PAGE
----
Teaching High-Frequency Circuit Design in Online Environment

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2021 44th International Convention on Information, Communication and Electronic Technology (MIPRO)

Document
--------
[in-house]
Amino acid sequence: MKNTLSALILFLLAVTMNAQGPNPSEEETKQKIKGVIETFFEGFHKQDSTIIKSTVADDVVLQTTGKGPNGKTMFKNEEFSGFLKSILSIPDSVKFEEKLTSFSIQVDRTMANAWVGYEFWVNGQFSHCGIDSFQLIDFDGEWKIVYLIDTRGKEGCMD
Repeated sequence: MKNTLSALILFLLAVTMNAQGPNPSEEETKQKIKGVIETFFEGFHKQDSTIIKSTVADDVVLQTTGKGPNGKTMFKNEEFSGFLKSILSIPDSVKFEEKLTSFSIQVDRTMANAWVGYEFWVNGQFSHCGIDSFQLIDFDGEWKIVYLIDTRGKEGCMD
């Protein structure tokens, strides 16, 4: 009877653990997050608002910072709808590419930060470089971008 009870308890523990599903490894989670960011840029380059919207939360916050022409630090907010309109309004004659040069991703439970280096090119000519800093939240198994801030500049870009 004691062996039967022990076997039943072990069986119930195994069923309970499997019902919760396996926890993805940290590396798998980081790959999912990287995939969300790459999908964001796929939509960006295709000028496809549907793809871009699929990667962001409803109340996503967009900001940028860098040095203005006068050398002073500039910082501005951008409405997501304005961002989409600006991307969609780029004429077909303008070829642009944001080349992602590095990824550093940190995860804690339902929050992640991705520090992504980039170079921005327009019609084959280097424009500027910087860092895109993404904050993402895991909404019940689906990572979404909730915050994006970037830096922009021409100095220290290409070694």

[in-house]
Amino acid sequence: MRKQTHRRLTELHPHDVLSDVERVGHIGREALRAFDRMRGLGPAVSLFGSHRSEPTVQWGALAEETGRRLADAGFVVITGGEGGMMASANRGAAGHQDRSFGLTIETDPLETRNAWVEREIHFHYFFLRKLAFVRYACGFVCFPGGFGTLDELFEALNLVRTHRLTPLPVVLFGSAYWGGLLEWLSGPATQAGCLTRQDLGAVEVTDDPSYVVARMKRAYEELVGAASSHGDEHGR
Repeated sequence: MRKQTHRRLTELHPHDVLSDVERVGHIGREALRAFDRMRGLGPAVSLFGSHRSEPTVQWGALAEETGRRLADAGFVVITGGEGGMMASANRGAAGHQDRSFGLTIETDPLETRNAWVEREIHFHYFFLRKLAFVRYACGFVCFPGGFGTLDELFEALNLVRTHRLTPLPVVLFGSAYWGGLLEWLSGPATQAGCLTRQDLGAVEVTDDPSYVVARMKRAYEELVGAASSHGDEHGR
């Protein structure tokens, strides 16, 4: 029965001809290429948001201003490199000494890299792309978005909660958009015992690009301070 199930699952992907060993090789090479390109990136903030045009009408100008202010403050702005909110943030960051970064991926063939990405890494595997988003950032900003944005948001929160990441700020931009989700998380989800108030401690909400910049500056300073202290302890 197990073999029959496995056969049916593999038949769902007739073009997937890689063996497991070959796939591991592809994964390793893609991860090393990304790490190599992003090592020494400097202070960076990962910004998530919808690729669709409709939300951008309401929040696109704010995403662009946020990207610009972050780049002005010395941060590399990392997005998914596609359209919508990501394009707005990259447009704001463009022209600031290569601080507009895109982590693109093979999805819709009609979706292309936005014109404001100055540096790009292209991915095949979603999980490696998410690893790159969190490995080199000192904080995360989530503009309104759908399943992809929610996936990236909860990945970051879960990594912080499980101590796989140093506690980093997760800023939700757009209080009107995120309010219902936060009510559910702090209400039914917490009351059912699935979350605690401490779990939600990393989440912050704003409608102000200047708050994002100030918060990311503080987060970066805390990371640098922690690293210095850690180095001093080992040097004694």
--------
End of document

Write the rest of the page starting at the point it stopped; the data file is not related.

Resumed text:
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COVID-19 pandemic has affected engineering education worldwide with most departments opting to switch to an online (remote) mode of instruction. At our institution, the switch happened in a matter of weeks which presented significant problems in teaching the fourth year Microwave Circuit Design courses. These courses were originally designed with a “studio” component where much of the design and experimentation happened during the so-called lab hours. Experimentation was very dependent on access to specialized and very expensive equipment, most importantly to VNA-s (vector network analyzers) and TDR oscilloscopes (time-domain reflectometry). Several compromises were made for online instruction: a) reduction of teaching material to essential components, b) use of inexpensive instrumentation, c) redesign of labs for off-line work, and d) reduction in the size of teams to two members instead of three. While the first may be advisable in any circumstances, the last two were driven primarily by logistical or organizational considerations. We report on how our “studio” environment was transformed into online “lab” assignments and how this affected course content. Key aspect of it is the development of affordable instrumentation that students can purchase themselves. This includes VNA-s and software-defined radios which are utilized as spectrum analyzers. We describe the initial uses of such instrumentation in our courses, their pros and cons, and the remaining issues. These developments have the potential to fundamentally change how we teach these and similar courses and we expect that many of the ideas being implemented will carry over into face-to-face instruction.


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